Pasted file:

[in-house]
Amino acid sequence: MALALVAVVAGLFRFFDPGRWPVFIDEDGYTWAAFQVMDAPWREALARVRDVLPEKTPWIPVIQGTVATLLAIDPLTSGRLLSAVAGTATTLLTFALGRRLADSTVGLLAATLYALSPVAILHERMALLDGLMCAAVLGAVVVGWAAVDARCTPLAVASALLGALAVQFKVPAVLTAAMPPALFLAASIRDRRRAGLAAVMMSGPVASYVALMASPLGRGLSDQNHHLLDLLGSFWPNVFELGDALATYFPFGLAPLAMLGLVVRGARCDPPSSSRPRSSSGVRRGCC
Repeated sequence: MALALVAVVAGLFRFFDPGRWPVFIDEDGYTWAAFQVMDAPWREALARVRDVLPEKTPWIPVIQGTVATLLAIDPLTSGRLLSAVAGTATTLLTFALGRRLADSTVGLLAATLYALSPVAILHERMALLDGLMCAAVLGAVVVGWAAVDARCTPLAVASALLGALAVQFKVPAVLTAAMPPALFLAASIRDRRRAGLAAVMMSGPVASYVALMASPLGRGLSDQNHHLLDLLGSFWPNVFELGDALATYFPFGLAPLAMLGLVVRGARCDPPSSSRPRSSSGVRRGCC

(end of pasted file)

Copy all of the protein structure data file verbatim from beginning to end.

[in-house]
Amino acid sequence: MALALVAVVAGLFRFFDPGRWPVFIDEDGYTWAAFQVMDAPWREALARVRDVLPEKTPWIPVIQGTVATLLAIDPLTSGRLLSAVAGTATTLLTFALGRRLADSTVGLLAATLYALSPVAILHERMALLDGLMCAAVLGAVVVGWAAVDARCTPLAVASALLGALAVQFKVPAVLTAAMPPALFLAASIRDRRRAGLAAVMMSGPVASYVALMASPLGRGLSDQNHHLLDLLGSFWPNVFELGDALATYFPFGLAPLAMLGLVVRGARCDPPSSSRPRSSSGVRRGCC
Repeated sequence: MALALVAVVAGLFRFFDPGRWPVFIDEDGYTWAAFQVMDAPWREALARVRDVLPEKTPWIPVIQGTVATLLAIDPLTSGRLLSAVAGTATTLLTFALGRRLADSTVGLLAATLYALSPVAILHERMALLDGLMCAAVLGAVVVGWAAVDARCTPLAVASALLGALAVQFKVPAVLTAAMPPALFLAASIRDRRRAGLAAVMMSGPVASYVALMASPLGRGLSDQNHHLLDLLGSFWPNVFELGDALATYFPFGLAPLAMLGLVVRGARCDPPSSSRPRSSSGVRRGCC